The Main Role of the Treasurer

The role of a treasurer, whether she's working for a nonprofit organization or a corporation, involves keeping tabs on an organization's money. In some organizations, the treasurer is a member of the board, but in others she is a manager or director reporting to the CFO. She needs a strong background in finance, but training as an accountant isn't always a requirement.

The Treasurer's Roles and Responsibilities

On paper, a treasurer's role would appear to be all about the money. After all, an organization's finances are overseen, if not directly managed, by the treasurer. According to Robert Half, a treasurer usually needs at least 10 years of experience in finance and, they point out, a background in public accounting is preferable.

However, like other executive positions, the second primary role of a treasurer is to build and maintain relationships. Specifically, they need to have good relationships with bankers, investors, creditors and staff. In a small organization, day-to-day finance activities, including bookkeeping, may be part of a treasurer's job. In larger organizations, they oversee the work of accountants and others in the finance or accounting department.

Duties of a treasurer usually include:

  • Building relationships with commercial bankers and maintaining those relationships so they are always in a position to discuss financing options
  • Researching financing alternatives, analyzing options and providing recommendations to the board
  • Structuring debt arrangements with lenders
  • Ensuring compliance with lender agreements
  • Managing corporate investments
  • Monitoring cash flow
  • Communicating the organization's operating and financial strategies to investors and creditors
  • Hiring, training and retaining skilled staff in the finance or accounting departments

How to Become a Treasurer

The requirements of a treasurer often depend on the size and budget of the organization. A treasurer at a Fortune 500 company would require more experience – often specifically in the type of business the company engages in – than a small company. Small, newly founded charitable organizations often look for volunteers with a background in finance to work as treasurers on a part-time basis.

Nevertheless, you should have at least a bachelor's degree in finance, accounting or economics. An MBA or financial certification, such as being a CPA, is usually preferred. You should have working experience in finance before applying for a position as a treasurer.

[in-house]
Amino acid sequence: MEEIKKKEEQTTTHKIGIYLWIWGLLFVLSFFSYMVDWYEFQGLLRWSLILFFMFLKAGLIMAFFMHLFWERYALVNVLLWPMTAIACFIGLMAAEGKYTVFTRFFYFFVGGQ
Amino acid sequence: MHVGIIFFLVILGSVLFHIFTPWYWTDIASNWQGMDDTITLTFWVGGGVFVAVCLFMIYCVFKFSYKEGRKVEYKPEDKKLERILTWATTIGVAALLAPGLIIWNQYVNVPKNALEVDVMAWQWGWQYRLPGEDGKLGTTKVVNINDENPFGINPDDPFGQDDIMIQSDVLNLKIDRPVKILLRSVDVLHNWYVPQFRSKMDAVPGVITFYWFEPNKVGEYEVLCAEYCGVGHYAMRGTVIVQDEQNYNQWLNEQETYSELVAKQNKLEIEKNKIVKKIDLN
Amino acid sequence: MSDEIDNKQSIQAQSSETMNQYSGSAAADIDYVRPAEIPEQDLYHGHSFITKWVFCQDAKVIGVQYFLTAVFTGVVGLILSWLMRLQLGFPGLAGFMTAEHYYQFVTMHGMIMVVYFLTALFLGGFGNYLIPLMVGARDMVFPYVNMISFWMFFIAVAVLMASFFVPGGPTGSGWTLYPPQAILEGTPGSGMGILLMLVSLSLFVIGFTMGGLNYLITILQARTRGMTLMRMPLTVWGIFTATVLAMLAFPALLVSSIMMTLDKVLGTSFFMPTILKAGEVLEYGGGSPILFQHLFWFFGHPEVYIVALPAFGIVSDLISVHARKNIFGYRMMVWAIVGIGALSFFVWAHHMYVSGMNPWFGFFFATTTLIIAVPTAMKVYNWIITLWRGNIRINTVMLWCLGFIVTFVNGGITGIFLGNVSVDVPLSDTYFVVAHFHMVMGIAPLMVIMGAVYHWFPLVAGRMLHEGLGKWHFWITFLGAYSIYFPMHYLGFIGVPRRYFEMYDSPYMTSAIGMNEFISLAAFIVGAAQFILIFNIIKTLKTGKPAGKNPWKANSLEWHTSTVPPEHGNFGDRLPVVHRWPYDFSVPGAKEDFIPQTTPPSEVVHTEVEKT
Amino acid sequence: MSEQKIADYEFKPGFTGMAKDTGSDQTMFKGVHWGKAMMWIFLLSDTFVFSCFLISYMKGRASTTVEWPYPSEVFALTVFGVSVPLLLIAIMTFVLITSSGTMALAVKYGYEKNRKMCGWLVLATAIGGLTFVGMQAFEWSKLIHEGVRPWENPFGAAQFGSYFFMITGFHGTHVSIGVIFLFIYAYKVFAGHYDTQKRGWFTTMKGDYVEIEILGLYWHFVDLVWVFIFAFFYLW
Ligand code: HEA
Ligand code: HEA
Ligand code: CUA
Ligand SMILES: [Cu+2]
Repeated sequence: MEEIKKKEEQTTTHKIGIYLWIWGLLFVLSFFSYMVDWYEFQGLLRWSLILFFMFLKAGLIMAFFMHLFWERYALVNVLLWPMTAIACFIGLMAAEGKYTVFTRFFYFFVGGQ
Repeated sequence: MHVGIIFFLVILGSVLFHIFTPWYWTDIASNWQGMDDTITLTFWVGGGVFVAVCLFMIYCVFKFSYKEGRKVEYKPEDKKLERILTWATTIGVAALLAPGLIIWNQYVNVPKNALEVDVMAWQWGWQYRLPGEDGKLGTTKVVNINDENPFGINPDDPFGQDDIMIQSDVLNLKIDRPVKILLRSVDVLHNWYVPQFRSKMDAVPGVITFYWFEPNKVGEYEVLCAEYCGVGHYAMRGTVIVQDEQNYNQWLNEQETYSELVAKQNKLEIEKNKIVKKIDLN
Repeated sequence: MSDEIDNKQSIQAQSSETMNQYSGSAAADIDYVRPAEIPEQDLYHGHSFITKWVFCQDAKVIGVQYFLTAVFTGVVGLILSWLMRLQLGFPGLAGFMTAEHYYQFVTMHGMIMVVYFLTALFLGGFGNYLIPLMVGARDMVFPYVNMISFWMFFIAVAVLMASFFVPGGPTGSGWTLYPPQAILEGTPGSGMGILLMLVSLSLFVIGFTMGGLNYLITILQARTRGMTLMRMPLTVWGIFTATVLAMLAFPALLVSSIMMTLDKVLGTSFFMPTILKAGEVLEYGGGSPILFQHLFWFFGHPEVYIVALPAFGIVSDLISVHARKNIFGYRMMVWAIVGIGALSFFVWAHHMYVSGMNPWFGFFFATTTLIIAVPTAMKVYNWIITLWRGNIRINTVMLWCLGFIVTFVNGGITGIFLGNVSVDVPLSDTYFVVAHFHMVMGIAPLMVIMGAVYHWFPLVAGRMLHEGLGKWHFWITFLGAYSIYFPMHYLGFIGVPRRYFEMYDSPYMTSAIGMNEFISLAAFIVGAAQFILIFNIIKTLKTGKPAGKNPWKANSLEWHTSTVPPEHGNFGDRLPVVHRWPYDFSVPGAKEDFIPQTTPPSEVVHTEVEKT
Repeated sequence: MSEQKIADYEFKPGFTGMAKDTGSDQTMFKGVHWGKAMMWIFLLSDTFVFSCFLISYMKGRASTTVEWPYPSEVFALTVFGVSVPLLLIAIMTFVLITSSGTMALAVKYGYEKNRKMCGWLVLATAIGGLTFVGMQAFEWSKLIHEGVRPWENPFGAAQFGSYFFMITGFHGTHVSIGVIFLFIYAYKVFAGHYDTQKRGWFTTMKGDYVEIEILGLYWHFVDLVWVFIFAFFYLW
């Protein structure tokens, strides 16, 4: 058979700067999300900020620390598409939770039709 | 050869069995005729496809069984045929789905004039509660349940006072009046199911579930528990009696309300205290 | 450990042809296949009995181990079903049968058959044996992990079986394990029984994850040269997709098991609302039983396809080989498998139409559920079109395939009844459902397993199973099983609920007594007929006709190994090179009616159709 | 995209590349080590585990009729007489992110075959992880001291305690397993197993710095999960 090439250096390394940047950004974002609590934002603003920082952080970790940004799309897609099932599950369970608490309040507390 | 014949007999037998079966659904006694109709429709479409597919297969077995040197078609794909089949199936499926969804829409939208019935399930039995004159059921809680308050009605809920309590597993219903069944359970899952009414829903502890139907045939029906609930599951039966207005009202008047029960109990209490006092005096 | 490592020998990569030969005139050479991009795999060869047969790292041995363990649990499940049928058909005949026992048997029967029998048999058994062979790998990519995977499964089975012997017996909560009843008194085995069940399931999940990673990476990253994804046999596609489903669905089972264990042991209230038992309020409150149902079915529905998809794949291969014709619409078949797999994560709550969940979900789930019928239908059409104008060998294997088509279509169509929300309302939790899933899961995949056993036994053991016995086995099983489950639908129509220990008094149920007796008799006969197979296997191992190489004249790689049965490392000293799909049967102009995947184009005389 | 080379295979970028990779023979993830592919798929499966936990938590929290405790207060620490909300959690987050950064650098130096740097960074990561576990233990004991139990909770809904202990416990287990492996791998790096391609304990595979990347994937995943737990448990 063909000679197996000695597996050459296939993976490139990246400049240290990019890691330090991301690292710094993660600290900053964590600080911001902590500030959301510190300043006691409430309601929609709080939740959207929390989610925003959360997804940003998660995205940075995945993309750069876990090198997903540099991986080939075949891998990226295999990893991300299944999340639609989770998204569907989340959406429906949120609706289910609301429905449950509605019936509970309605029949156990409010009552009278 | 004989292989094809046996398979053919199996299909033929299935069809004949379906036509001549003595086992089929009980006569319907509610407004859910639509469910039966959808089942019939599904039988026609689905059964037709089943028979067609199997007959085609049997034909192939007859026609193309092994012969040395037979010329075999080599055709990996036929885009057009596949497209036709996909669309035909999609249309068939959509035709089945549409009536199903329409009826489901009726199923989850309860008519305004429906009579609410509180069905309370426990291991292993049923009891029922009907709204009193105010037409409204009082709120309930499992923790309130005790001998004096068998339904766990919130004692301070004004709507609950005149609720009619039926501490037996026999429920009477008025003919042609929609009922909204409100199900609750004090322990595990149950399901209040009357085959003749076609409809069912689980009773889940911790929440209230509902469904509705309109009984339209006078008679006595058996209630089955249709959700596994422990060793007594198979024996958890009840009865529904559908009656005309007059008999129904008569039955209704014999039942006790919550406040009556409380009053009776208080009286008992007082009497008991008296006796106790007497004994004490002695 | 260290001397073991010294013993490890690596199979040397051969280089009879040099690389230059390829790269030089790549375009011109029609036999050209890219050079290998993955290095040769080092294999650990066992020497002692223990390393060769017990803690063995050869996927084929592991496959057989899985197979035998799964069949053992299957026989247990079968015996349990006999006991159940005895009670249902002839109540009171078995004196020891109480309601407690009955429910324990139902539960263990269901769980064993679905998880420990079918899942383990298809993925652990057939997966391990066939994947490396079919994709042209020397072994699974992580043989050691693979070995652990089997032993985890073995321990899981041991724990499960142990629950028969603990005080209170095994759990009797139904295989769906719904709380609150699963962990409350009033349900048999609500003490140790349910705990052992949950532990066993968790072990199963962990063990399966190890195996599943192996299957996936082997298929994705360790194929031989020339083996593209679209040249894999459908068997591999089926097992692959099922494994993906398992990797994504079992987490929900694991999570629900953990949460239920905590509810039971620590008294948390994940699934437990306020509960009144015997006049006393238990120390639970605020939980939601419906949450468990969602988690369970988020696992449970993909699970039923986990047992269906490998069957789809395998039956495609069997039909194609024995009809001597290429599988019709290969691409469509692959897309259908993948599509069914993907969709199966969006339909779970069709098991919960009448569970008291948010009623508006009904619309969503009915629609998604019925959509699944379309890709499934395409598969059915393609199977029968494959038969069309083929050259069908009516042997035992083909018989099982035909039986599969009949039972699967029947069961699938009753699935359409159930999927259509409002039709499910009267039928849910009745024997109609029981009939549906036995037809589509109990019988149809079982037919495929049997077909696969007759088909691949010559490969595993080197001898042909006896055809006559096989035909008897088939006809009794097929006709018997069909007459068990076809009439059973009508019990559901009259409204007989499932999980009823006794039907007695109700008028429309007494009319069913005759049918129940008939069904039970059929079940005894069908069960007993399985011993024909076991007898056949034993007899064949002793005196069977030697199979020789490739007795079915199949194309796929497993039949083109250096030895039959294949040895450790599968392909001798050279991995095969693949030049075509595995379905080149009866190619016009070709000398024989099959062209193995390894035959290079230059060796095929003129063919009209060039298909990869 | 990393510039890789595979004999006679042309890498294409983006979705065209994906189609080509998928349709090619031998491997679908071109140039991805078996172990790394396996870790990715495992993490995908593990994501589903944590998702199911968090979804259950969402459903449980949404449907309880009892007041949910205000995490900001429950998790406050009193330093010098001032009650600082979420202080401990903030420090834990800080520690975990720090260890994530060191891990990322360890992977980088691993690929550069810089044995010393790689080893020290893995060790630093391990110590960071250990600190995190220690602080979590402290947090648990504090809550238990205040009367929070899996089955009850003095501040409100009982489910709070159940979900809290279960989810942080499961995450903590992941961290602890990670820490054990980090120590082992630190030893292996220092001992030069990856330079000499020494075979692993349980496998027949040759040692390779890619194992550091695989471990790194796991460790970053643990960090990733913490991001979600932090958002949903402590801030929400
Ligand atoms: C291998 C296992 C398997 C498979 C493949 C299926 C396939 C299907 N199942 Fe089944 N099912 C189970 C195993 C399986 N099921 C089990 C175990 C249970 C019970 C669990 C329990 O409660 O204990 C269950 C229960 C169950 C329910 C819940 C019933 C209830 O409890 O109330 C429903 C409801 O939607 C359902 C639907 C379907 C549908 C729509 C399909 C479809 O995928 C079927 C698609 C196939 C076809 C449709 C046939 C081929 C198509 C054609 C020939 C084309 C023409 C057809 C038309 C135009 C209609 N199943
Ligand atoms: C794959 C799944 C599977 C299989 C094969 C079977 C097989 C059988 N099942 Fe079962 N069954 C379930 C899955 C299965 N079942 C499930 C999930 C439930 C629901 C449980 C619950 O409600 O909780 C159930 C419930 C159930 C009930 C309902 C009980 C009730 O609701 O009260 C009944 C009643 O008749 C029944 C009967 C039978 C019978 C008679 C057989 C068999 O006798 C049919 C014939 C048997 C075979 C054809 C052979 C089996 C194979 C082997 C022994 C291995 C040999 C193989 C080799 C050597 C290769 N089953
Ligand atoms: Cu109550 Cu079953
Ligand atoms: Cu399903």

Treasurers and Other Financial Managers

Many of a treasurer's responsibilities can overlap with other financial management and executive positions, depending on the organization. An example of this is the title of chief finance officer (CFO), who typically has the same responsibilities as a treasurer. In larger corporations with both a CFO and a treasurer, the CFO usually reports to the treasurer. Other financial management positions include:

  • Controllers, who oversee financial report preparation, including income statements and balance sheets, as well as accounting, audits and budgets
  • Credit managers, who oversee credit offered by the company, including credit limits and collections of past-due accounts
  • Cash managers, who oversee the flow of money in and out of an organization, including projections of cash shortages or surpluses
  • Risk managers, who analyze financial uncertainties and estimate the chances of financial loss, like those that come from currency or commodity price changes
  • Insurance managers, who determine how to limit losses by protecting against risks, such as for disability payments to an employee, or for costs associated with lawsuits against the company

In 2019, the median income of financial managers was ​$129,890​, according to the U.S. Bureau of Labor Statistics. This means half made more than this figure, while half made less. in May 2019. The top 10 percent earned more than ​$208,000​, while the lowest 10 percent earned less than ​$68,370​.